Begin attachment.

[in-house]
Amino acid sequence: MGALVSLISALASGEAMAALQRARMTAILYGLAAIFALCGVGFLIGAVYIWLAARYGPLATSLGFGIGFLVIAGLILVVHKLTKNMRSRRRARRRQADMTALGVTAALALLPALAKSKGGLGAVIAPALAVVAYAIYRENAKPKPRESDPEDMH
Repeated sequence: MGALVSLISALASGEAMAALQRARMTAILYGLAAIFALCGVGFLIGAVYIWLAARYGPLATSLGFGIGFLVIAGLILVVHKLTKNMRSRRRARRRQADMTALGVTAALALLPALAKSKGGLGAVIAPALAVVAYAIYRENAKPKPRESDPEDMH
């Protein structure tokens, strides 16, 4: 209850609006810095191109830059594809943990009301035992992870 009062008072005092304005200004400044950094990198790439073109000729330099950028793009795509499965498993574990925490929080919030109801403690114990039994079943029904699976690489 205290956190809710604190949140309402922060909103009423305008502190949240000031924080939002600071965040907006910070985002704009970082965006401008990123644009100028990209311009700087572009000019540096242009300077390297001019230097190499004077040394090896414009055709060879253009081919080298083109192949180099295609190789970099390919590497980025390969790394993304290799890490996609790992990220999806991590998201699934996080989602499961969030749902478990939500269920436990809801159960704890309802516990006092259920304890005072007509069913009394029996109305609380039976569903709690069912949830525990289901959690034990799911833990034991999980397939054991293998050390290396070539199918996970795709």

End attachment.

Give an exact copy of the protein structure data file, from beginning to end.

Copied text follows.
[in-house]
Amino acid sequence: MGALVSLISALASGEAMAALQRARMTAILYGLAAIFALCGVGFLIGAVYIWLAARYGPLATSLGFGIGFLVIAGLILVVHKLTKNMRSRRRARRRQADMTALGVTAALALLPALAKSKGGLGAVIAPALAVVAYAIYRENAKPKPRESDPEDMH
Repeated sequence: MGALVSLISALASGEAMAALQRARMTAILYGLAAIFALCGVGFLIGAVYIWLAARYGPLATSLGFGIGFLVIAGLILVVHKLTKNMRSRRRARRRQADMTALGVTAALALLPALAKSKGGLGAVIAPALAVVAYAIYRENAKPKPRESDPEDMH
């Protein structure tokens, strides 16, 4: 209850609006810095191109830059594809943990009301035992992870 009062008072005092304005200004400044950094990198790439073109000729330099950028793009795509499965498993574990925490929080919030109801403690114990039994079943029904699976690489 205290956190809710604190949140309402922060909103009423305008502190949240000031924080939002600071965040907006910070985002704009970082965006401008990123644009100028990209311009700087572009000019540096242009300077390297001019230097190499004077040394090896414009055709060879253009081919080298083109192949180099295609190789970099390919590497980025390969790394993304290799890490996609790992990220999806991590998201699934996080989602499961969030749902478990939500269920436990809801159960704890309802516990006092259920304890005072007509069913009394029996109305609380039976569903709690069912949830525990289901959690034990799911833990034991999980397939054991293998050390290396070539199918996970795709």